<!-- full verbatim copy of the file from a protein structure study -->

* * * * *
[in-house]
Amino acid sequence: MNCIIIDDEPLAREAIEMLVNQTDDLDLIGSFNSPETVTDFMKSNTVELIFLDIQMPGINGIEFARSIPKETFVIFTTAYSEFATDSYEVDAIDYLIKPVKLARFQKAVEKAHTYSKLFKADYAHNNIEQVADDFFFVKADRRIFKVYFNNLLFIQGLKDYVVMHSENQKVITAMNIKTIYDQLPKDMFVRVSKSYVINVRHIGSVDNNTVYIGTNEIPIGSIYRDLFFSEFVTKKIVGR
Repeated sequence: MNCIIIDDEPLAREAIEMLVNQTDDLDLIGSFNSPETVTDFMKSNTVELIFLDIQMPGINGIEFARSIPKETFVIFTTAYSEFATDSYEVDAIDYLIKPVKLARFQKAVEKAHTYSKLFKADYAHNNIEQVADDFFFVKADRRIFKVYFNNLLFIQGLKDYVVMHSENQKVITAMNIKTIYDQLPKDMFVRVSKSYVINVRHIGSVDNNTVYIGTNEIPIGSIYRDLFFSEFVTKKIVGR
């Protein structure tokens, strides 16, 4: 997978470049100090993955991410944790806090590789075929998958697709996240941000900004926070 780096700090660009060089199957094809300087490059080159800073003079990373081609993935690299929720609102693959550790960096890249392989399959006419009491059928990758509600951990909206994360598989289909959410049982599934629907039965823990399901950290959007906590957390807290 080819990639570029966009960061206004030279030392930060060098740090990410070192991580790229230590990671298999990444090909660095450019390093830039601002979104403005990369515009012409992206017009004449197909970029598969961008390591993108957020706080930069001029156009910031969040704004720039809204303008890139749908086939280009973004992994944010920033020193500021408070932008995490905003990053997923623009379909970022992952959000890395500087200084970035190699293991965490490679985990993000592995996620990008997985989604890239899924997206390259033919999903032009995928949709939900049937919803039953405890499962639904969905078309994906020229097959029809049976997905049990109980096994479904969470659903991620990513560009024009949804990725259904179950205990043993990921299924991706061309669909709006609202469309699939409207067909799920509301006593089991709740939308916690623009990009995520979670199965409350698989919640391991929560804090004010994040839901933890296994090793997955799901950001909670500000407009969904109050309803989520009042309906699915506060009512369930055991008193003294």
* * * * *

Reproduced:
[in-house]
Amino acid sequence: MNCIIIDDEPLAREAIEMLVNQTDDLDLIGSFNSPETVTDFMKSNTVELIFLDIQMPGINGIEFARSIPKETFVIFTTAYSEFATDSYEVDAIDYLIKPVKLARFQKAVEKAHTYSKLFKADYAHNNIEQVADDFFFVKADRRIFKVYFNNLLFIQGLKDYVVMHSENQKVITAMNIKTIYDQLPKDMFVRVSKSYVINVRHIGSVDNNTVYIGTNEIPIGSIYRDLFFSEFVTKKIVGR
Repeated sequence: MNCIIIDDEPLAREAIEMLVNQTDDLDLIGSFNSPETVTDFMKSNTVELIFLDIQMPGINGIEFARSIPKETFVIFTTAYSEFATDSYEVDAIDYLIKPVKLARFQKAVEKAHTYSKLFKADYAHNNIEQVADDFFFVKADRRIFKVYFNNLLFIQGLKDYVVMHSENQKVITAMNIKTIYDQLPKDMFVRVSKSYVINVRHIGSVDNNTVYIGTNEIPIGSIYRDLFFSEFVTKKIVGR
């Protein structure tokens, strides 16, 4: 997978470049100090993955991410944790806090590789075929998958697709996240941000900004926070 780096700090660009060089199957094809300087490059080159800073003079990373081609993935690299929720609102693959550790960096890249392989399959006419009491059928990758509600951990909206994360598989289909959410049982599934629907039965823990399901950290959007906590957390807290 080819990639570029966009960061206004030279030392930060060098740090990410070192991580790229230590990671298999990444090909660095450019390093830039601002979104403005990369515009012409992206017009004449197909970029598969961008390591993108957020706080930069001029156009910031969040704004720039809204303008890139749908086939280009973004992994944010920033020193500021408070932008995490905003990053997923623009379909970022992952959000890395500087200084970035190699293991965490490679985990993000592995996620990008997985989604890239899924997206390259033919999903032009995928949709939900049937919803039953405890499962639904969905078309994906020229097959029809049976997905049990109980096994479904969470659903991620990513560009024009949804990725259904179950205990043993990921299924991706061309669909709006609202469309699939409207067909799920509301006593089991709740939308916690623009990009995520979670199965409350698989919640391991929560804090004010994040839901933890296994090793997955799901950001909670500000407009969904109050309803989520009042309906699915506060009512369930055991008193003294």